The average American sits for 8 hours each day. It’s pretty widely known that so much sitting is unhealthy, but few people recognize that how we sit is just as important as how much we sit. In other words, the quality of our sitting – our posture – is as worthy of attention as the quantity of our sitting. The Alexander Technique can help us to improve our posture, supporting our well being and also improving our appearance.
Whether we’re working, eating a meal, catching up with friends, or driving to the grocery store, we’re sitting much of the day. And for most people, sitting automatically means slumping. Although it might feel “normal” for us to slump, poor posture has the potential to cause serious problems over the long haul. These problems include spinal compression, diminished mobility and impaired breathing. All of these negative outcomes, in turn, have the potential to trigger pain and dysfunction. In addition to these significant concerns, many people consider slumping to be physically unattractive.
Bad Posture: It’s Not Just About Sitting
So the way we sit is a real problem, and our habit of hunching over our computers is just the tip of our postural iceberg. We carry our slumping into all sorts of everyday activities, including standing, walking, and even lying down. It’s a posture of compression, fixity, narrowing and collapse. Many people would prefer not to have this unhealthy habit, but they’re at a loss about how to stop slumping. Some people even strain upward to avoid slumping, which only magnifies their postural difficulties. This is where the Alexander Technique comes into the picture.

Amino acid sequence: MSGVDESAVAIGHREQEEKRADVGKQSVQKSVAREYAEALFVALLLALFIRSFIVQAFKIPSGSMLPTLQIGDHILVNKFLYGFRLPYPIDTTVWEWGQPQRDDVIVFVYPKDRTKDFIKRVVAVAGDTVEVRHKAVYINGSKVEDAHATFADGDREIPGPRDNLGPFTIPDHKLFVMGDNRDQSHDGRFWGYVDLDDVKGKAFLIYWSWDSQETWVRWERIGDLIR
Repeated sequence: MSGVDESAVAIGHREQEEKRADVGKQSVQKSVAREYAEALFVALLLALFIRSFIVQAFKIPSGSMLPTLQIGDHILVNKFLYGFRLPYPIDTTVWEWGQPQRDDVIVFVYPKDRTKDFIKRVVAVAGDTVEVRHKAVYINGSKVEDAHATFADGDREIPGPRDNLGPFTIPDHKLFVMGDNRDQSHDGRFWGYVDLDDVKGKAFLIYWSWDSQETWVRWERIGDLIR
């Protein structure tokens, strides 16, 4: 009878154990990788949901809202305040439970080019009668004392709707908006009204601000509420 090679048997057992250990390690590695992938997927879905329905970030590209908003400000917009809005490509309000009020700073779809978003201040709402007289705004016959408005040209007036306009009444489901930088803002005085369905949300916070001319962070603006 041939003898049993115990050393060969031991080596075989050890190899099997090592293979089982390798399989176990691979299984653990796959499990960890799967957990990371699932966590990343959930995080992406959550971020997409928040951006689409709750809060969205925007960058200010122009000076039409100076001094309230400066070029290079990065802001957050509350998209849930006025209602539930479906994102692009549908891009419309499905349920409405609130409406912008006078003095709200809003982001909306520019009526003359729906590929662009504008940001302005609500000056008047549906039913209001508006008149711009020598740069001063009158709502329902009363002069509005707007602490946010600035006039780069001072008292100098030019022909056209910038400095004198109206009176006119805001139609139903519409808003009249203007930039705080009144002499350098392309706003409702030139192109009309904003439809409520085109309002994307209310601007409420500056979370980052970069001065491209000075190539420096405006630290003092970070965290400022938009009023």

Alexander Technique Lessons Can Improve Our Posture
With the Alexander Technique, we can learn to sit upright, stand tall and move about freely and efficiently — all without undue strain or discomfort. The AT educational process relies on three simple principles that can guide us toward improved posture and enhanced functional capacity:
First, we learn to recognize the habits that contribute to our pattern of slumping. We also start to understand why those habits are so damaging to us;
Second, we stop automatically engaging in our damaging habits. We can gradually reduce both the frequency, and the severity, of the habit pattern that is undermining our posture; and
Third, we learn new ways of performing our basic activities. We can learn to consciously direct the way we sit, stand and walk so that we cultivate conditions in ourselves that promote better alignment, integration and balance.
Good posture is a fundamental component of our well being. By not slumping, we can safeguard our spine, breathe more freely and facilitate easy and energy-efficient mobility. Given the importance of good posture, shouldn’t you investigate how you might improve your own posture today?